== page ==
Solutions to Problem Set 12

Math 310-01/02

10-6-2017

1. Prove that if n is an integer, then $2 n^2 + n + 1$ is not divisible by 3.

If n is an integer, then by the Division Algorithm one of the following 3 cases holds:

$$n = 3 q, \quad n = 3 q + 1, \quad n = 3 q + 2 \quad\hbox{for}\quad q \in \integer.$$

If $n = 3 q$ , then

$$2 n^2 + n + 1 = 2(3 q)^2 + (3 q) + 1 = 18 q^2 + 3 q + 1 = 3(6 q^2 + q) + 1.$$

Hence, $2 n^2 + n + 1$ is not divisible by 3.

If $n = 3 q + 1$ , then

$$2 n^2 + n + 1 = 2(3 q + 1)^2 + (3 q + 1) + 1 = (18 q^2 + 12 q + 2) + (3 q + 1) + 1 = 18 q^2 + 15 q + 4 = 3(6 q^2 + 5 q + 1) + 1.$$

Hence, $2 n^2 + n + 1$ is not divisible by 3.

If $n = 3 q + 2$ , then

$$2 n^2 + n + 1 = 2(3 q + 2)^2 + (3 q + 2) + 1 = (18 q^2 + 24 q + 8) + (3 q + 2) + 1 = 18 q^2 + 27 q + 11 = 3(6 q^2 + 9 q + 3) + 2.$$

Hence, $2 n^2 + n + 1$ is not divisible by 3.

Therefore, if n is an integer, then $2 n^2 + n + 1$ is not divisible by 3.


2. Prove that if x is a real number, then

$$-4 \le |x - 1| - |x - 5| \le 4.$$

Consider the cases $x \le 1$ , $1 < x \le 5$ , and $x > 5$ .

Case 1. $x \le 1$ .

In this case, $x - 1 \le 0$ , so $|x - 1| = -(x - 1)$ . Also, $x \le 1$ certainly implies $x \le 5$ , so $x - 5 \le
   0$ , and $|x - 5| = -(x - 5)$ . Therefore,

$$|x - 1| - |x - 5| = -(x - 1) - [-(x - 5)] = -4.$$

Thus, in this case, $-4 \le |x -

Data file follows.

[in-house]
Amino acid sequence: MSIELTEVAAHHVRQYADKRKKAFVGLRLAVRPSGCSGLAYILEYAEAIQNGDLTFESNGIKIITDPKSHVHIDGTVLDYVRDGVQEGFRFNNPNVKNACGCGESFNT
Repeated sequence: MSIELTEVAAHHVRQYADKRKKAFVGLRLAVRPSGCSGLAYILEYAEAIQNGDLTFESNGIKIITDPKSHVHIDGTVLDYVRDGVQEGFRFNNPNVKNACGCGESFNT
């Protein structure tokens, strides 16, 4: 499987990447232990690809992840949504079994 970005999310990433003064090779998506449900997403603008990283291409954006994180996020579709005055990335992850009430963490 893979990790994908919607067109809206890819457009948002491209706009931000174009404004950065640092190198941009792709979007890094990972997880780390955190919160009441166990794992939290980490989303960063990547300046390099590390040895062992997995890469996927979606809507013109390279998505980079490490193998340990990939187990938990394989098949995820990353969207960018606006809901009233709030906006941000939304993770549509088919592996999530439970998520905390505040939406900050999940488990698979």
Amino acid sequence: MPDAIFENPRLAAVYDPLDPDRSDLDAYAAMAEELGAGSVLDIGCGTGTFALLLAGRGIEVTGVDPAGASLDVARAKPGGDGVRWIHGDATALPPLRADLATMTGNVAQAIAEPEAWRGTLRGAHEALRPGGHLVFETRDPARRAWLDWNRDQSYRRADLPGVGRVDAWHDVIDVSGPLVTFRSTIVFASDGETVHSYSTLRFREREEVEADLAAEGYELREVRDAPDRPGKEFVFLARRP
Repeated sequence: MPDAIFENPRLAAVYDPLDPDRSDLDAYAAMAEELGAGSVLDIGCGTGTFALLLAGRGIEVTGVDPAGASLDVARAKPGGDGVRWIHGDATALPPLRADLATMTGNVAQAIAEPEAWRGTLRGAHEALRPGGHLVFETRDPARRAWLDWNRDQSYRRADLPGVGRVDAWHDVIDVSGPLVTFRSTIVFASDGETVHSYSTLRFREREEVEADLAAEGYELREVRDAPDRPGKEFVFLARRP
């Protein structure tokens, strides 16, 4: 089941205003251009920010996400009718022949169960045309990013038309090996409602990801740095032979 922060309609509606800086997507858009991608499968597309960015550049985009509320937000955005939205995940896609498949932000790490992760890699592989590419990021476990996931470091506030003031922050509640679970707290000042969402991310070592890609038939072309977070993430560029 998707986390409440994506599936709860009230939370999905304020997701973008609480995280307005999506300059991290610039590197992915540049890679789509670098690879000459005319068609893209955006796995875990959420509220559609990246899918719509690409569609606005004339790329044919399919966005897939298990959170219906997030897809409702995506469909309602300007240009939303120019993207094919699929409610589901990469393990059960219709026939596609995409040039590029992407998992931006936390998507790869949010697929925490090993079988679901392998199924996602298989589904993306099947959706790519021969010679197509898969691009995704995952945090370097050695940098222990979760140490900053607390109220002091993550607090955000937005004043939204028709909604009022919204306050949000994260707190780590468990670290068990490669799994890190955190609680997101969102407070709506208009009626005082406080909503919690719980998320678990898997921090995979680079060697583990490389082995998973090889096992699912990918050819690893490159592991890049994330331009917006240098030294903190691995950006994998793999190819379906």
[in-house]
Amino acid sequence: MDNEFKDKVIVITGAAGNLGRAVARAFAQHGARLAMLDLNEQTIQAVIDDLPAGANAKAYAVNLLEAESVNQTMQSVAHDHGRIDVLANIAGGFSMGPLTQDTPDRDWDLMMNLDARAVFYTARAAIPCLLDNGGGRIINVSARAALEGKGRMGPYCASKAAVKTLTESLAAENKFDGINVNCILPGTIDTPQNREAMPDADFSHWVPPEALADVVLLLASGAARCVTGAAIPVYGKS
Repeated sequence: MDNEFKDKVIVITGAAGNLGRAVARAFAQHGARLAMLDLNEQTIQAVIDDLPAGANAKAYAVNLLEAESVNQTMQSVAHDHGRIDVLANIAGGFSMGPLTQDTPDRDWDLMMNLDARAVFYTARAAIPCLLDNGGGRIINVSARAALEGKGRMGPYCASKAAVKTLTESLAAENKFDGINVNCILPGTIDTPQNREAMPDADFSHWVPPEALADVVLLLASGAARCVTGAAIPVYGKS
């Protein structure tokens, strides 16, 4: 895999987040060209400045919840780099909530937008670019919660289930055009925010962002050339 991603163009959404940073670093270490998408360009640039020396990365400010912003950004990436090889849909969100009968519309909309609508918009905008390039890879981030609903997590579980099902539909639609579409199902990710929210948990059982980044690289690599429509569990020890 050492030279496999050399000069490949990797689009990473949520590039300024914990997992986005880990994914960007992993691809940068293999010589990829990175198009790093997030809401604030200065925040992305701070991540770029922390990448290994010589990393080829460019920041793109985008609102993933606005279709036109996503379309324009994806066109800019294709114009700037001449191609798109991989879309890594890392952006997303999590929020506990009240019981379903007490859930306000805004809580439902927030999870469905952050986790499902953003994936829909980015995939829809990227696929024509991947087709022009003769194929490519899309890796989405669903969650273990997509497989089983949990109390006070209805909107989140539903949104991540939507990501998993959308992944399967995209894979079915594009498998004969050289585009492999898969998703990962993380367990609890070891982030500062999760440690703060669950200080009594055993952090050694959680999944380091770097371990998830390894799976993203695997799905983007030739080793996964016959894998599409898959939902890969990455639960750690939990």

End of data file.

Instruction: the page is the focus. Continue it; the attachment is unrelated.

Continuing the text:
1| - |x - 5| \le 4$ is true.

Case 2. $1 < x \le 5$ .

In this case, $x - 1 > 0$ , so $|x - 1| = x - 1$ . Also, $x \le 5$ , so $x - 5 \le 0$ , and $|x - 5| =
   -(x - 5)$ . Therefore,

$$|x - 1| - |x - 5| = (x - 1) - [-(x - 5)] = 2 x - 6.$$

Now $1 < x \le 5$ gives $2 < 2 x \le 10$ , so $-4 < 2 x - 6 \le 4$ .

Thus, in this case, $-4 \le |x -
   1| - |x - 5| \le 4$ is true.

Case 3. $x > 5$ .

In this case, $x - 5 > 0$ , so $|x - 5| = x - 5$ . Also, $x > 5$ certainly implies $x > 1$ , so $x - 1 >
   0$ , and $|x - 1| = x - 1$ . Therefore,

$$|x - 1| - |x - 5| = (x - 1) - (x - 5) = 4.$$

Thus, in this case, $-4 \le |x -
   1| - |x - 5| \le 4$ is true.

Since the inequality holds in all cases, it is true.


I don't know that I have ever found any satisfactory answers of my own. But every time I ask it, the question is refined. ... questioning as exploration, rather than the search for certainty. - Ta-Nehisi Coates


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